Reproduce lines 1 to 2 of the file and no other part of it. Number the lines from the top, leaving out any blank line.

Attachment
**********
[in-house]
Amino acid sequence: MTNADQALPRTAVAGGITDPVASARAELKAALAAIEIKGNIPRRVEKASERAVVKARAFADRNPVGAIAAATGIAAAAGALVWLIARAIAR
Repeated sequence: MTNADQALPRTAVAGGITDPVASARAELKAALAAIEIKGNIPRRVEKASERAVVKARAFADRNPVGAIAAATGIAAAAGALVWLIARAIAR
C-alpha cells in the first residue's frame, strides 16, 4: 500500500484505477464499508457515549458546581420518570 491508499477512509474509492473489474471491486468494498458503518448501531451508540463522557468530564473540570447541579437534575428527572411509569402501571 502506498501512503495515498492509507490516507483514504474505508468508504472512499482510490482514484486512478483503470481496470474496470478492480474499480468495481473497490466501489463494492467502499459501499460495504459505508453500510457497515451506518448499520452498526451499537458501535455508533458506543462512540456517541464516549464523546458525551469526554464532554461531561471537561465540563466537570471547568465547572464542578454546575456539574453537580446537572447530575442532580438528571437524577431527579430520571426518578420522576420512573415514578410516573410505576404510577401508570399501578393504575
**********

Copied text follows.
[in-house]
Amino acid sequence: MTNADQALPRTAVAGGITDPVASARAELKAALAAIEIKGNIPRRVEKASERAVVKARAFADRNPVGAIAAATGIAAAAGALVWLIARAIAR